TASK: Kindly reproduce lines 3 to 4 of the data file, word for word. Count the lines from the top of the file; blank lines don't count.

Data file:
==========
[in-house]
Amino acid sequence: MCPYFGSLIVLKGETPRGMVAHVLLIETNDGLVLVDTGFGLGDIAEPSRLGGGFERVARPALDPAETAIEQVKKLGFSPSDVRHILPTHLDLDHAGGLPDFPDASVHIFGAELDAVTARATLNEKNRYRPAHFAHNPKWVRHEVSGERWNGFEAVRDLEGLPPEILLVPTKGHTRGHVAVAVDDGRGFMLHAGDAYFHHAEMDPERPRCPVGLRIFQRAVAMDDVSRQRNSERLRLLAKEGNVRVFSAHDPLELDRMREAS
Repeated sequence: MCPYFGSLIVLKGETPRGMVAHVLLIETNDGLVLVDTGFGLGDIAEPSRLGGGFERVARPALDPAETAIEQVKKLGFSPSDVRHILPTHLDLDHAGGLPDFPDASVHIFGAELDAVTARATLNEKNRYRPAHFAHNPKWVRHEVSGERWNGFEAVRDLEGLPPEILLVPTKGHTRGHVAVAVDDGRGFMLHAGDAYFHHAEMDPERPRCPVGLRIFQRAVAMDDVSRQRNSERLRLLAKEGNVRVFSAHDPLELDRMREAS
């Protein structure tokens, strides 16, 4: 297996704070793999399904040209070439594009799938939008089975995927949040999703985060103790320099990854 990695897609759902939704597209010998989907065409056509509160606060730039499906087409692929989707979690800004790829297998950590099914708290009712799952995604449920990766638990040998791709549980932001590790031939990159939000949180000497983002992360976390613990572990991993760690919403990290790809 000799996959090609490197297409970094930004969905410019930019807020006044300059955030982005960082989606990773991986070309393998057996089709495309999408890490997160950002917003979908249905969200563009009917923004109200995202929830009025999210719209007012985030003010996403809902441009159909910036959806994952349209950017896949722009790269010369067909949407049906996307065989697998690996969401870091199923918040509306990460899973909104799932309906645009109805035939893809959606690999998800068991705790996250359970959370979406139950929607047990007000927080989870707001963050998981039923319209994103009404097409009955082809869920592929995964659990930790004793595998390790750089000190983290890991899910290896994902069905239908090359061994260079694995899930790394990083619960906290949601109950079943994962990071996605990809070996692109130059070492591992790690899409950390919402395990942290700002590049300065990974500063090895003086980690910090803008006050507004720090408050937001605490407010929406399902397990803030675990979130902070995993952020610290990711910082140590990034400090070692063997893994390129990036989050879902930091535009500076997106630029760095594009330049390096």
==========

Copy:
Repeated sequence: MCPYFGSLIVLKGETPRGMVAHVLLIETNDGLVLVDTGFGLGDIAEPSRLGGGFERVARPALDPAETAIEQVKKLGFSPSDVRHILPTHLDLDHAGGLPDFPDASVHIFGAELDAVTARATLNEKNRYRPAHFAHNPKWVRHEVSGERWNGFEAVRDLEGLPPEILLVPTKGHTRGHVAVAVDDGRGFMLHAGDAYFHHAEMDPERPRCPVGLRIFQRAVAMDDVSRQRNSERLRLLAKEGNVRVFSAHDPLELDRMREAS
């Protein structure tokens, strides 16, 4: 297996704070793999399904040209070439594009799938939008089975995927949040999703985060103790320099990854 990695897609759902939704597209010998989907065409056509509160606060730039499906087409692929989707979690800004790829297998950590099914708290009712799952995604449920990766638990040998791709549980932001590790031939990159939000949180000497983002992360976390613990572990991993760690919403990290790809 000799996959090609490197297409970094930004969905410019930019807020006044300059955030982005960082989606990773991986070309393998057996089709495309999408890490997160950002917003979908249905969200563009009917923004109200995202929830009025999210719209007012985030003010996403809902441009159909910036959806994952349209950017896949722009790269010369067909949407049906996307065989697998690996969401870091199923918040509306990460899973909104799932309906645009109805035939893809959606690999998800068991705790996250359970959370979406139950929607047990007000927080989870707001963050998981039923319209994103009404097409009955082809869920592929995964659990930790004793595998390790750089000190983290890991899910290896994902069905239908090359061994260079694995899930790394990083619960906290949601109950079943994962990071996605990809070996692109130059070492591992790690899409950390919402395990942290700002590049300065990974500063090895003086980690910090803008006050507004720090408050937001605490407010929406399902397990803030675990979130902070995993952020610290990711910082140590990034400090070692063997893994390129990036989050879902930091535009500076997106630029760095594009330049390096």